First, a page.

Why Should I Go Green?
By Michael S. Teller, A.I.A., NCARB, LEED AP BD+C
Green building and sustainable design are no longer a fad. For the first time in history, our society is taking energy conservation seriously because it is no longer an option not to. In this country, buildings account for over 65% of all energy consumption, and according to the US Green Building Council, buildings consume over 60% of all the resources manufactured in the world.
Those dubious of green design flaunt the incremental increases in the cost of design and construction of a building, ranging from 2% to nearly 20% depending on the level of LEED certification sought. They shudder to imagine the planning and collaboration required of the design team which may be considerably greater than with a traditionally over-consumptive building. But, we believe the benefits of building green are tremendous, and far outweigh any of the negative aspects of the process.
In the total investment of a building development, 41% of the money spent is devoted to the construction cost of the building itself. At first glance, it may seem exorbitant to increase the cost of a
building by 10% in order to have it be LEED certified Gold, but looking further, the increase is dwarfed by the benefits. When condensing the costs of a building over a 30 year lifespan, the construction cost is only 2% of the total, which is second to the salaries of the occupants of an office building, which total a whopping 86.5%. LEED certified buildings have an overall higher rate of employee satisfaction, employee productivity and, a reduced number of employee sick days than traditionally built buildings. Additionally, some forward thinking employers are going green as an employee retention tool in order to differentiate them from their competitors. When considering the cost of hiring and training new employees, the paybacks on the premium for green building is immediate for any increase in productivity and detaining employees.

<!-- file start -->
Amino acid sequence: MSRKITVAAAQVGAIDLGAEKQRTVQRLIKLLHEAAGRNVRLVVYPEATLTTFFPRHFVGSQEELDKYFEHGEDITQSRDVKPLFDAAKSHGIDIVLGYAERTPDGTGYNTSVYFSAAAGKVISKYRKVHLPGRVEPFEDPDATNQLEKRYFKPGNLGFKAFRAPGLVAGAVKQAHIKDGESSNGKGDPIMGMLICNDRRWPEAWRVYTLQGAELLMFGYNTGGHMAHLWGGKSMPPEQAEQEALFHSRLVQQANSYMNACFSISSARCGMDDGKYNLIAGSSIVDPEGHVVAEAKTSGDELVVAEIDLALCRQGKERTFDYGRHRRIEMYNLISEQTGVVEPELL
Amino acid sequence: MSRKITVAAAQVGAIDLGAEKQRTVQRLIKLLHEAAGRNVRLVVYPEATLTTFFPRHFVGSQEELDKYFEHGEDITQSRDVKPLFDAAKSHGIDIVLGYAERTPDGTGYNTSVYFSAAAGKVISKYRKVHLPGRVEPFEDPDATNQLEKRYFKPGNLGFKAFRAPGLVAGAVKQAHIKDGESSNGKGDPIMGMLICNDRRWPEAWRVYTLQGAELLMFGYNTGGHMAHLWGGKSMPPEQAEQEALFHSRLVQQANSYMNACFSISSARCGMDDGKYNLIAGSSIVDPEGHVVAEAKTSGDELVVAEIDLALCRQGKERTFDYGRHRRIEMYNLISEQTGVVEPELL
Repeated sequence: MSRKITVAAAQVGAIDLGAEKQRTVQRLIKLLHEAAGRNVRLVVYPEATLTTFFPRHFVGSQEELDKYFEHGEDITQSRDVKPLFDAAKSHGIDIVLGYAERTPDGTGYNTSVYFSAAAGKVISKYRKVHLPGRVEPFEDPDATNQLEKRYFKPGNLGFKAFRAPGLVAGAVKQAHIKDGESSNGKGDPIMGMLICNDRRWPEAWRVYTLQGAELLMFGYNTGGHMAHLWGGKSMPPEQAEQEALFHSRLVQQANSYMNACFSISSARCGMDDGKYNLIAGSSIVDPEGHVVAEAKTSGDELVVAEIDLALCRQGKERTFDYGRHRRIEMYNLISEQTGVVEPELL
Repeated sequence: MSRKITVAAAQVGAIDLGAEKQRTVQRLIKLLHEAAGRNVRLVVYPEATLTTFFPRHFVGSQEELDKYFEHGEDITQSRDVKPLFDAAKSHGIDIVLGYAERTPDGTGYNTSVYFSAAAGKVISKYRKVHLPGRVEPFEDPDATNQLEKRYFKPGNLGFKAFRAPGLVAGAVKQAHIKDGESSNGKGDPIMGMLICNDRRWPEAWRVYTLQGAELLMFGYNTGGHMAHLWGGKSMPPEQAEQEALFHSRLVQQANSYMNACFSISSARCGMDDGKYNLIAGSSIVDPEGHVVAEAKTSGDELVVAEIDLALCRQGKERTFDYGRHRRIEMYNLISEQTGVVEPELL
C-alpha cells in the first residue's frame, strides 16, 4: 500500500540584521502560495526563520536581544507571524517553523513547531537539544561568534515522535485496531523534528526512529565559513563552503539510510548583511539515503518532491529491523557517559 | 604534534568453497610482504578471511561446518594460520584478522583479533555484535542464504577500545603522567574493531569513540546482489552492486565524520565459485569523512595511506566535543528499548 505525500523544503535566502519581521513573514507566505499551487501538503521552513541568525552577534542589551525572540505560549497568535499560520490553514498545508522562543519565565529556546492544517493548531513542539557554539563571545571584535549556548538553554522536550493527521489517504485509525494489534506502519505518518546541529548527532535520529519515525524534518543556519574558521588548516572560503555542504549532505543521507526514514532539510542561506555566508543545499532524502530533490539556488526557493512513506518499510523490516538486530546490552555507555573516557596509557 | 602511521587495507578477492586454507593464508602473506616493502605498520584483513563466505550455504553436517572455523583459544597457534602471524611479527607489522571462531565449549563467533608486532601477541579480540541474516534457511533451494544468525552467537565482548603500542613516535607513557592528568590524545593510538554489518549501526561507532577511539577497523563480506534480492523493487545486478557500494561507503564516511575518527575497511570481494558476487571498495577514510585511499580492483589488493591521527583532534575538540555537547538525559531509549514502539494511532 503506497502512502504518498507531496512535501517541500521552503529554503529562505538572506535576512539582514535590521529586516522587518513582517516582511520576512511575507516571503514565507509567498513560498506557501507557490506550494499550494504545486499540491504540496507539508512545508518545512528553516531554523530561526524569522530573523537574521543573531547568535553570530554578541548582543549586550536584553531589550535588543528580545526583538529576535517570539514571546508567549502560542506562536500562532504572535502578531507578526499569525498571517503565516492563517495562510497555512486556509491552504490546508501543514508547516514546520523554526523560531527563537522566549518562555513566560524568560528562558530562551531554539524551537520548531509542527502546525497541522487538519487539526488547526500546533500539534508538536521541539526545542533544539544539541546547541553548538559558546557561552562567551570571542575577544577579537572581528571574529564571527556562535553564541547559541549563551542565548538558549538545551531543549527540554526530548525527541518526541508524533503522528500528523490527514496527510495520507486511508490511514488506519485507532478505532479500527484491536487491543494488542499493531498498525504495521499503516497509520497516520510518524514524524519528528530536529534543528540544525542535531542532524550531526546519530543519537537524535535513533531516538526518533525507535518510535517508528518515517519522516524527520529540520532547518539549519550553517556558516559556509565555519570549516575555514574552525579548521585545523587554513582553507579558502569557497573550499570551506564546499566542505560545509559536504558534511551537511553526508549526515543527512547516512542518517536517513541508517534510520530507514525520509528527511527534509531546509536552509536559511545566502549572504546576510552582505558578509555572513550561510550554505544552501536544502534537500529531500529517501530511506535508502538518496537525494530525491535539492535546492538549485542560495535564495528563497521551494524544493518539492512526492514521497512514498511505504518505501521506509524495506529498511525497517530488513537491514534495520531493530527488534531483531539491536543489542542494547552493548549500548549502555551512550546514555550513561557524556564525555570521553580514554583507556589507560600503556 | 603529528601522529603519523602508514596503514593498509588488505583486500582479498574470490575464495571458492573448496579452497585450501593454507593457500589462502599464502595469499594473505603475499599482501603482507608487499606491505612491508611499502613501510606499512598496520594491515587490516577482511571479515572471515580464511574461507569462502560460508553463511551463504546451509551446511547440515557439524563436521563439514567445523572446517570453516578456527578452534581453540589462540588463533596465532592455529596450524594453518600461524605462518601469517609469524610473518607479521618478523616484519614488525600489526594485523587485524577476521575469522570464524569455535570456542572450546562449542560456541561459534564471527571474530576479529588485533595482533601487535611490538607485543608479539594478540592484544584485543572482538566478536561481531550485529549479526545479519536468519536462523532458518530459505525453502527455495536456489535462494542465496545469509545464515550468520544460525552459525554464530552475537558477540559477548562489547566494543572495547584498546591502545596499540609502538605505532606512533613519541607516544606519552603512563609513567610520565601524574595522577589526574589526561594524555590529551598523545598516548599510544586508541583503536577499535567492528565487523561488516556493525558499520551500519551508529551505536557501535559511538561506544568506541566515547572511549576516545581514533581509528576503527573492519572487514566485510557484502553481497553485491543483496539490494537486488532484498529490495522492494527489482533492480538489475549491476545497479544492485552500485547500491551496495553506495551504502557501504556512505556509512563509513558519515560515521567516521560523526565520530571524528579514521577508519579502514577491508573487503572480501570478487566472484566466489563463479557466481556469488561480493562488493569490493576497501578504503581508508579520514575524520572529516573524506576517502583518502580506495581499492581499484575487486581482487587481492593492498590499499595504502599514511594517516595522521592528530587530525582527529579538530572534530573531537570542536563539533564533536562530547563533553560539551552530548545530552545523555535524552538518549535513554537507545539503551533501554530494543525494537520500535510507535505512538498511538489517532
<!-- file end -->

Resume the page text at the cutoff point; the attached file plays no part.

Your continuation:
When facing the challenges of designing a green building take a proactive approach with the design team early on in the process and seek creative and alternative solutions. It is not only your responsibility, but it is your duty to ensure that the buildings you design are as efficient as possible. Regardless of whether or not they are going to be LEED certified, sustainable design should be incorporated into all of your projects.